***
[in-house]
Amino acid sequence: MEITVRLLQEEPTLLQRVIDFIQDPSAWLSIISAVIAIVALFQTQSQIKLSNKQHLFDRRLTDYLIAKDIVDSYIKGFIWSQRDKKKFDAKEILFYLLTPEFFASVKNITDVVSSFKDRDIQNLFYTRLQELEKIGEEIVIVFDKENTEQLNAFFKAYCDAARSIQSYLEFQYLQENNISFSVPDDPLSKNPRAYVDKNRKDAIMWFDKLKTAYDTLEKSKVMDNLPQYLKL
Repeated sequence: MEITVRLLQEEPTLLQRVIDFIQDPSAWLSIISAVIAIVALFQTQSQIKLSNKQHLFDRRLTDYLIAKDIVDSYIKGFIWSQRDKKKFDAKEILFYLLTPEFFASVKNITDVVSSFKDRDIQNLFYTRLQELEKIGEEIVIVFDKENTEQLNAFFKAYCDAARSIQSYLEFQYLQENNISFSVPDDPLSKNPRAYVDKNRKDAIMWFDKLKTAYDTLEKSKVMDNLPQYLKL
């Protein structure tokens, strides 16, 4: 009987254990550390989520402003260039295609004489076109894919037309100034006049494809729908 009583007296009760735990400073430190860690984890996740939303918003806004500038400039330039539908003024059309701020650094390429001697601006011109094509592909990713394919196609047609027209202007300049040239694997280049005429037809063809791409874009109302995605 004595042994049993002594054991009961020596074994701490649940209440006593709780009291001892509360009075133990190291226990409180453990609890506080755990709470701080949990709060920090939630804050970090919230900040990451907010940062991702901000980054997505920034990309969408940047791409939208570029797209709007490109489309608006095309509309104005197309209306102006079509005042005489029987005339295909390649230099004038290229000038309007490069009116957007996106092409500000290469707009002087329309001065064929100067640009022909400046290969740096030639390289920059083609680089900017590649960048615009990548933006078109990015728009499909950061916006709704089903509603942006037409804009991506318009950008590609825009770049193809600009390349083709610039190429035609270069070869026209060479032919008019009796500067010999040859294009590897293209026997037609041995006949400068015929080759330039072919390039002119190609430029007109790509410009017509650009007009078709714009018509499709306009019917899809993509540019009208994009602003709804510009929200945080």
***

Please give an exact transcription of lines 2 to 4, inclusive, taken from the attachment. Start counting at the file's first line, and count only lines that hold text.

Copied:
Amino acid sequence: MEITVRLLQEEPTLLQRVIDFIQDPSAWLSIISAVIAIVALFQTQSQIKLSNKQHLFDRRLTDYLIAKDIVDSYIKGFIWSQRDKKKFDAKEILFYLLTPEFFASVKNITDVVSSFKDRDIQNLFYTRLQELEKIGEEIVIVFDKENTEQLNAFFKAYCDAARSIQSYLEFQYLQENNISFSVPDDPLSKNPRAYVDKNRKDAIMWFDKLKTAYDTLEKSKVMDNLPQYLKL
Repeated sequence: MEITVRLLQEEPTLLQRVIDFIQDPSAWLSIISAVIAIVALFQTQSQIKLSNKQHLFDRRLTDYLIAKDIVDSYIKGFIWSQRDKKKFDAKEILFYLLTPEFFASVKNITDVVSSFKDRDIQNLFYTRLQELEKIGEEIVIVFDKENTEQLNAFFKAYCDAARSIQSYLEFQYLQENNISFSVPDDPLSKNPRAYVDKNRKDAIMWFDKLKTAYDTLEKSKVMDNLPQYLKL
């Protein structure tokens, strides 16, 4: 009987254990550390989520402003260039295609004489076109894919037309100034006049494809729908 009583007296009760735990400073430190860690984890996740939303918003806004500038400039330039539908003024059309701020650094390429001697601006011109094509592909990713394919196609047609027209202007300049040239694997280049005429037809063809791409874009109302995605 004595042994049993002594054991009961020596074994701490649940209440006593709780009291001892509360009075133990190291226990409180453990609890506080755990709470701080949990709060920090939630804050970090919230900040990451907010940062991702901000980054997505920034990309969408940047791409939208570029797209709007490109489309608006095309509309104005197309209306102006079509005042005489029987005339295909390649230099004038290229000038309007490069009116957007996106092409500000290469707009002087329309001065064929100067640009022909400046290969740096030639390289920059083609680089900017590649960048615009990548933006078109990015728009499909950061916006709704089903509603942006037409804009991506318009950008590609825009770049193809600009390349083709610039190429035609270069070869026209060479032919008019009796500067010999040859294009590897293209026997037609041995006949400068015929080759330039072919390039002119190609430029007109790509410009017509650009007009078709714009018509499709306009019917899809993509540019009208994009602003709804510009929200945080």